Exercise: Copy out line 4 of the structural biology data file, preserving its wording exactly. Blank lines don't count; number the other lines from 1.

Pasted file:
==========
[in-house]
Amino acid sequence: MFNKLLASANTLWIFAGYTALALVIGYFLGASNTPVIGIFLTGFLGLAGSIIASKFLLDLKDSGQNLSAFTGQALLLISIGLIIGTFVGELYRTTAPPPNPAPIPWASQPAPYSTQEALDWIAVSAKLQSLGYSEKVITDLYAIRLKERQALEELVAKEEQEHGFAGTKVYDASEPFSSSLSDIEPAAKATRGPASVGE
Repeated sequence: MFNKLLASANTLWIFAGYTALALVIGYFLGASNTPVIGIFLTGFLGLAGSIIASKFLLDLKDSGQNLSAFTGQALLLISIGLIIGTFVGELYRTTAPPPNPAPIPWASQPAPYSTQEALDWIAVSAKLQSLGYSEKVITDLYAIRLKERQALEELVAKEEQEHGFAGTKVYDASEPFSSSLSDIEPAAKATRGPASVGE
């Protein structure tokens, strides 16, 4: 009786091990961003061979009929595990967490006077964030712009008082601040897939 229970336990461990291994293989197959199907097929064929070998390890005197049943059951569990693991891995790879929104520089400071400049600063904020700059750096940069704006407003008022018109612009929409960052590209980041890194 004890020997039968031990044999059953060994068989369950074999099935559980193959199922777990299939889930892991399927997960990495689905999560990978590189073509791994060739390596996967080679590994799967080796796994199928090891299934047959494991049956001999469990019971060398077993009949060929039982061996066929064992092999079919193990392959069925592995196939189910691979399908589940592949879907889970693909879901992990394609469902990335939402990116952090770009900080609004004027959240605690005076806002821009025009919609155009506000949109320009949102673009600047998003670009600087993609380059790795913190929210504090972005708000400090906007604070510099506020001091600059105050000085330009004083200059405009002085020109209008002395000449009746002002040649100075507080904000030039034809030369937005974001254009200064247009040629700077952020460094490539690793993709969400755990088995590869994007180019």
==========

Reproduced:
């Protein structure tokens, strides 16, 4: 009786091990961003061979009929595990967490006077964030712009008082601040897939 229970336990461990291994293989197959199907097929064929070998390890005197049943059951569990693991891995790879929104520089400071400049600063904020700059750096940069704006407003008022018109612009929409960052590209980041890194 004890020997039968031990044999059953060994068989369950074999099935559980193959199922777990299939889930892991399927997960990495689905999560990978590189073509791994060739390596996967080679590994799967080796796994199928090891299934047959494991049956001999469990019971060398077993009949060929039982061996066929064992092999079919193990392959069925592995196939189910691979399908589940592949879907889970693909879901992990394609469902990335939402990116952090770009900080609004004027959240605690005076806002821009025009919609155009506000949109320009949102673009600047998003670009600087993609380059790795913190929210504090972005708000400090906007604070510099506020001091600059105050000085330009004083200059405009002085020109209008002395000449009746002002040649100075507080904000030039034809030369937005974001254009200064247009040629700077952020460094490539690793993709969400755990088995590869994007180019």